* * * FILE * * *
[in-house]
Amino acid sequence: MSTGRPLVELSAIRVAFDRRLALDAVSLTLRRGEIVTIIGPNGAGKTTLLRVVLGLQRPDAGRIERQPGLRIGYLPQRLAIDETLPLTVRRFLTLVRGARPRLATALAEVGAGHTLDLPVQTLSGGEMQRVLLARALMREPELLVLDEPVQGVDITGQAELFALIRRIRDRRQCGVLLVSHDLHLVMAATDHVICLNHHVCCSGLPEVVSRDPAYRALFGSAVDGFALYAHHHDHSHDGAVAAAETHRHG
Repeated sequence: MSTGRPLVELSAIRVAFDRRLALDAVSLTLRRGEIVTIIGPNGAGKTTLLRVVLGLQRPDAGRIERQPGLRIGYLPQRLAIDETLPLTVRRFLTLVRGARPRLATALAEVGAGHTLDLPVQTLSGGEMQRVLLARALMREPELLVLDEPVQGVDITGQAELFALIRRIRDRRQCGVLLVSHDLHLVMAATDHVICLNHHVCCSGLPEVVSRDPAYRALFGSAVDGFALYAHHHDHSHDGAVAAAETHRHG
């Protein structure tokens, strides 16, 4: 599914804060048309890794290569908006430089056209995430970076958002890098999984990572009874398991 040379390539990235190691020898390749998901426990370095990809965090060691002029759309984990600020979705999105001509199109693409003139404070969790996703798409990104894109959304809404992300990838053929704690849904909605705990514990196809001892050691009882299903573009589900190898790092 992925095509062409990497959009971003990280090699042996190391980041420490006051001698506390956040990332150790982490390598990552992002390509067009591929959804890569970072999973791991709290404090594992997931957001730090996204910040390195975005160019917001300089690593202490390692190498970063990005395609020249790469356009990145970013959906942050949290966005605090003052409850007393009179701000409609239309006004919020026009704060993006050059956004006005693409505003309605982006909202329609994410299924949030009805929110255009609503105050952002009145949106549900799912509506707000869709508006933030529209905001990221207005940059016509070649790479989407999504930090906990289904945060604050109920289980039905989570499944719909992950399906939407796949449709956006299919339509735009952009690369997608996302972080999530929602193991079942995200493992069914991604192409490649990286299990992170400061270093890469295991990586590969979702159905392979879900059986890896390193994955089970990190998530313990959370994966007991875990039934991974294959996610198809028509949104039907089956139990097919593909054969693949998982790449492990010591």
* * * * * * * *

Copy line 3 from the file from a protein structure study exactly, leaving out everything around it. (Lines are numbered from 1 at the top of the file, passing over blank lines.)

Repeated sequence: MSTGRPLVELSAIRVAFDRRLALDAVSLTLRRGEIVTIIGPNGAGKTTLLRVVLGLQRPDAGRIERQPGLRIGYLPQRLAIDETLPLTVRRFLTLVRGARPRLATALAEVGAGHTLDLPVQTLSGGEMQRVLLARALMREPELLVLDEPVQGVDITGQAELFALIRRIRDRRQCGVLLVSHDLHLVMAATDHVICLNHHVCCSGLPEVVSRDPAYRALFGSAVDGFALYAHHHDHSHDGAVAAAETHRHG